• Bringing partners together to increase reach and impact: The Foundation upholds the belief that changing the health-care ecosystem requires a truly collaborative movement to embed and integrate palliative care. CF has taken every opportunity to join forces with committed, passionate individuals and organisations working in the palliative care space, strengthening its resolve to bring partners together, share knowledge and skills, and leverage best practices. The Foundation even attempted this during COVID-19 through the establishment of a national palliative care helpline – Saath Saath.

  • During the height of COVID-19, several palliative care services, and especially home care services, were interrupted. The extremely vulnerable subset of palliative care patients experienced difficulty accessing medical care in the event of increased symptom burden, obstacles in reaching hospitals during emergencies or at end of life, limited access to medication, and isolation due to social distancing regulations, all of which led to psychosocial impacts and a lack of bereavement support. The Foundation consulted with partners and experts internationally to draw up standard operating procedures that guided the care at Cipla’s Centre as well as at its partner organizations. This enabled palliative care to safely continue for both staff and patients. CF also facilitated regular discussions amongst partners to share experiences and learn how best to support patients especially through telemedicine services.

  • The value of reaching out to patients and caregivers through technology became apparent during COVID-19 and initiated the development of a national palliative care helpline.

  • The Foundation played a leading role in bringing together its partners to develop the helpline Saath Saath, a toll-free number for patients, caregivers, and professionals that launched in October 2021. This is the first national palliative care helpline in India, linking callers to their nearest palliative care service. Calls in the first 2 years (over 4,500 calls) demonstrate the value of having a single point of contact for patients, and further highlight the gaps in service provision which need to be addressed.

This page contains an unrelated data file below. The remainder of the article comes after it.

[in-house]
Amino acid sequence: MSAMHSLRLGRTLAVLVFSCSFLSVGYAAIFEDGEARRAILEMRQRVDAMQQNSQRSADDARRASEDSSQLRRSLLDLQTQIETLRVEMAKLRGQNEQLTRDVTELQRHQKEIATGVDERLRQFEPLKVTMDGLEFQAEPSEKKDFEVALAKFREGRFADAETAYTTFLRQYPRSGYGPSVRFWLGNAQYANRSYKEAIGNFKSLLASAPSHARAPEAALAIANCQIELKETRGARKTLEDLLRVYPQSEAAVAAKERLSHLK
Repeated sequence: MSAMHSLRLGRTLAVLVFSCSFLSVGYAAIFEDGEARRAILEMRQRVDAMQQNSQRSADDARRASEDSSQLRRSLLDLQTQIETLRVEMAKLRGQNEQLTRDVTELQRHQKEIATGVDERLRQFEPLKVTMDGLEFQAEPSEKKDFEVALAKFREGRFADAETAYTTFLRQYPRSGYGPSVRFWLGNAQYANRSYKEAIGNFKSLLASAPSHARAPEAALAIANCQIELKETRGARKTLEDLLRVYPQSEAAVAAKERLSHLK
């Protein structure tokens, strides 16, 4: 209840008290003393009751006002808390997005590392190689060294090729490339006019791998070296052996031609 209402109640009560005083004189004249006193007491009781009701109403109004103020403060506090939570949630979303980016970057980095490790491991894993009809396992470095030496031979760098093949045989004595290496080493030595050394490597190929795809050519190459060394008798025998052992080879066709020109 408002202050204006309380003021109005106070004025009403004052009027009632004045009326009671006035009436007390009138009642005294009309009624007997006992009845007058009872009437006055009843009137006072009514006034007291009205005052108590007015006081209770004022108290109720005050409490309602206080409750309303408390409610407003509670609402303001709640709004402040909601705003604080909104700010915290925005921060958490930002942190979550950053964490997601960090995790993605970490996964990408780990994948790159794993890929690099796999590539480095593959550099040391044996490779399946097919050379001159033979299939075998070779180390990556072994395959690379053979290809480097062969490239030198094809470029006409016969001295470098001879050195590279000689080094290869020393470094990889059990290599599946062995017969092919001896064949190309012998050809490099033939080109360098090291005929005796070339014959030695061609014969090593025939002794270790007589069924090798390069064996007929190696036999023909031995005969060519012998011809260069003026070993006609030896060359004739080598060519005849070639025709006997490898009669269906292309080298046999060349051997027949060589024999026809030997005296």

• Aligning with government priorities: State governments have been developing their non-communicable disease (NCD) programmes in recent years, offering crucial opportunities to integrate palliative care. Cipla Foundation learned about this opportunity through supporting a community-based project with the National Health Mission. The community-based project supported by CF strategically aligned with the NCD so that prevention, promotion, palliation, treatment, and rehabilitation are all integrated into the care programme. This enabled the training of health-care workers and identifying patients with serious illnesses early in their disease trajectory. As a Foundation, Cipla will continuously review the latest government priorities and find relevant partners in order to dovetail palliative care within such programmes.

  • Attracting more philanthropists to the palliative care space: To broaden funding to palliative care services, Cipla has been engaging with funding agencies and philanthropists to deepen their support towards palliative care services. Of the twenty-three projects Cipla Foundation supported between 2021–2022, nearly one third of them were able to raise additional funds from donors for these projects.Footnote 7 Cipla recognizes that whilst government funding to palliative care may increase over time, there is an urgent need for more philanthropists and corporations to include palliative care projects within their scope of health-care work.

Challenges in Advancing Palliative Care

Notable challenges faced during implementation of the services work have included:

  • Changing the perception of palliative care: Misunderstandings around palliative care are a substantial barrier inhibiting all stakeholders, including patients, health-care professionals, and donors, from deeper involvement in this area. Shifting mindsets is extremely important for palliative care to truly become embedded in the health-care system. Cipla attempts to change this perception by avoiding certain terms such as ‘life limiting’, ‘threatening’, and ‘beyond cure’ whilst explaining palliative care. However, this requires a larger behavioural-change campaign to enable stakeholders to see the supportive nature of palliative care as well as the medical science of care in palliation.

  • Measuring impact: India lacks clear evidence of impact in palliative care. There have been some studies outside of India that demonstrated how early integration of palliative care leads to better health-related quality of life, improved communication, fewer emergency hospitalisations, less distress, and better satisfaction with care. However, there is a lack of India-specific research and data. Additionally, outcome tools in palliative care have been developed and standardised outside of India and need to be standardised based on the country’s national norms. Cipla, through its Foundation is now embarking on a research programme aiming to develop guidelines and standard operating principles for palliative care service provision.